One common regret of middle aged investors is that they did not start saving earlier. If only we weren't so careless with our money when we were younger!
Well I learned about saving fairly early on. The problem is, I wasn't really saving. I was just "saving up." Ever since I made that realization, I've started to grow my retirement nest egg and my savings are starting to accumulate nicely.
My early lessons in saving were always geared towards "saving up" for something that I wanted to buy. My parents often suggested this route as an alternative to them just giving me money. The idea was that I would put away a little bit at a time until I had "saved up" enough to buy the object of my desires.
I did this successfully several times. I distinctly remember saving up $100 to buy a Nintendo and a couple of games. Looking back, I'm not so sure that was money well spent! Except for the fact that I now have that experience under my belt and I've learned from it.
I knew I should be saving my money and I was. I'd save a little bit here and there and put it in the bank. However, well into my twenties, whenever I had "saved up" a certain amount of money, I started looking around for something to buy. I thought that money saved was for spending. I was "saving up" when I should have been saving.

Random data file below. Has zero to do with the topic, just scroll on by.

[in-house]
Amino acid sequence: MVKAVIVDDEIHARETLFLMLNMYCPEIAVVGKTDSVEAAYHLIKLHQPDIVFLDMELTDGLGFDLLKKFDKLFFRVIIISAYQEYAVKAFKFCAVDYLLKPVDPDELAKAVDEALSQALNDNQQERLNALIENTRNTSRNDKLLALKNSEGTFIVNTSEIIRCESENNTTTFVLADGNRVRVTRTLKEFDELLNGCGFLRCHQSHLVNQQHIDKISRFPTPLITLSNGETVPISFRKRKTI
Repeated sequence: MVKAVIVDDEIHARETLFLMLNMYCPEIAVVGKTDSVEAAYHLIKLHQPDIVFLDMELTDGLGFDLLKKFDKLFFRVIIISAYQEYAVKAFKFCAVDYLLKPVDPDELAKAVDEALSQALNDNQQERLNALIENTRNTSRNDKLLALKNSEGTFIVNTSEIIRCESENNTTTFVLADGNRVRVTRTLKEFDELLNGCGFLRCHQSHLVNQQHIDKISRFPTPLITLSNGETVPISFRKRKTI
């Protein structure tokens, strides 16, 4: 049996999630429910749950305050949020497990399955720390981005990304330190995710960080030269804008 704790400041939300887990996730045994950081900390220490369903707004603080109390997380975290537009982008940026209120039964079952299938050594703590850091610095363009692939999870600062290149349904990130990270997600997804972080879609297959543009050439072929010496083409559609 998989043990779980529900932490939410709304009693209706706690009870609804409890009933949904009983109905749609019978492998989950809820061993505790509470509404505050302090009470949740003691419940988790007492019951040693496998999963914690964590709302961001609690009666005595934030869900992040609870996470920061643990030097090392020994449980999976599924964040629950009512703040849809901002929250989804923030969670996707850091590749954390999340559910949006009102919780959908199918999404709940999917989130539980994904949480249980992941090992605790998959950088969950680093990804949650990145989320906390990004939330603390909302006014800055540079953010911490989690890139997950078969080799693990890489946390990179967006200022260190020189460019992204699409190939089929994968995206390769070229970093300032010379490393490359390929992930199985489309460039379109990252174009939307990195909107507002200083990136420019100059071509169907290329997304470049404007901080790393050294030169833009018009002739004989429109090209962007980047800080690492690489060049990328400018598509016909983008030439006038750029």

Saving, as opposed to "saving up," is when you accumulate money and then you don't spend it. Instead, you invest it. Savings should be untouchable. Savings take advantage of investment growth and compounding. Savings work for you.
When you are saving, you are building up an asset. You are building your net worth. Your savings are a big part of the answer to the question: What do I have to show for all the hours I've spent working?
Don't do it! If you are ever short on cash, the last place you should look is at your savings. Savings are not for spending. If you start spending your savings, you'll be undoing all your past hard work. You'll be stunting your savings' ability to generate income and to grow.
Instead, you should have a separate account for your "saving up" activities or any emergency spending requirements.
Even though I started saving my money fairly early on, it wasn't until much later that I came to appreciate the difference between saving and simply "saving up."
How about you? Have you got the difference straight? When did you first realize the difference? Leave a comment if you'd like to share your experiences.